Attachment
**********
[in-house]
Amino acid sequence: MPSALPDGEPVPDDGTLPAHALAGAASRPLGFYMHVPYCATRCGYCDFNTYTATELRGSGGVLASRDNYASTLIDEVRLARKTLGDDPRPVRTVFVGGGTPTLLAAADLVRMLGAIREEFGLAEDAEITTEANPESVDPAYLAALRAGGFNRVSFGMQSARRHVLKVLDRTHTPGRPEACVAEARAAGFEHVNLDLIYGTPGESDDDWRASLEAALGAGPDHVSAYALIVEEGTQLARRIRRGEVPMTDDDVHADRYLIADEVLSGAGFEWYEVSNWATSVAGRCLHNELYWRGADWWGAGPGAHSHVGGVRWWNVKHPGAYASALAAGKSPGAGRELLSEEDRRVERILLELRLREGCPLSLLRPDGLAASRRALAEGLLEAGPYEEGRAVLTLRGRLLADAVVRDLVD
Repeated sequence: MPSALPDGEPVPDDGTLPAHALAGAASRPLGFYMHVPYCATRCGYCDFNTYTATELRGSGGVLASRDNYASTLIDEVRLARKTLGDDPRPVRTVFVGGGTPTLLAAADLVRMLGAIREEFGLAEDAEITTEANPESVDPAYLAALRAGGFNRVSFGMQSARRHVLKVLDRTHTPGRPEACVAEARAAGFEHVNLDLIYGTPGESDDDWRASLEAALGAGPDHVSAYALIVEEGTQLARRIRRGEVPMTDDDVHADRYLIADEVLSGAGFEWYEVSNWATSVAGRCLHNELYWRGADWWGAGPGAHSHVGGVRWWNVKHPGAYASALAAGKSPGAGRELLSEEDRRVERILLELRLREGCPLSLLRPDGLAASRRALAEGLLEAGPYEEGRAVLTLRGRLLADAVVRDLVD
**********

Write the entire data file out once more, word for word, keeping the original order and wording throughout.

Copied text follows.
[in-house]
Amino acid sequence: MPSALPDGEPVPDDGTLPAHALAGAASRPLGFYMHVPYCATRCGYCDFNTYTATELRGSGGVLASRDNYASTLIDEVRLARKTLGDDPRPVRTVFVGGGTPTLLAAADLVRMLGAIREEFGLAEDAEITTEANPESVDPAYLAALRAGGFNRVSFGMQSARRHVLKVLDRTHTPGRPEACVAEARAAGFEHVNLDLIYGTPGESDDDWRASLEAALGAGPDHVSAYALIVEEGTQLARRIRRGEVPMTDDDVHADRYLIADEVLSGAGFEWYEVSNWATSVAGRCLHNELYWRGADWWGAGPGAHSHVGGVRWWNVKHPGAYASALAAGKSPGAGRELLSEEDRRVERILLELRLREGCPLSLLRPDGLAASRRALAEGLLEAGPYEEGRAVLTLRGRLLADAVVRDLVD
Repeated sequence: MPSALPDGEPVPDDGTLPAHALAGAASRPLGFYMHVPYCATRCGYCDFNTYTATELRGSGGVLASRDNYASTLIDEVRLARKTLGDDPRPVRTVFVGGGTPTLLAAADLVRMLGAIREEFGLAEDAEITTEANPESVDPAYLAALRAGGFNRVSFGMQSARRHVLKVLDRTHTPGRPEACVAEARAAGFEHVNLDLIYGTPGESDDDWRASLEAALGAGPDHVSAYALIVEEGTQLARRIRRGEVPMTDDDVHADRYLIADEVLSGAGFEWYEVSNWATSVAGRCLHNELYWRGADWWGAGPGAHSHVGGVRWWNVKHPGAYASALAAGKSPGAGRELLSEEDRRVERILLELRLREGCPLSLLRPDGLAASRRALAEGLLEAGPYEEGRAVLTLRGRLLADAVVRDLVD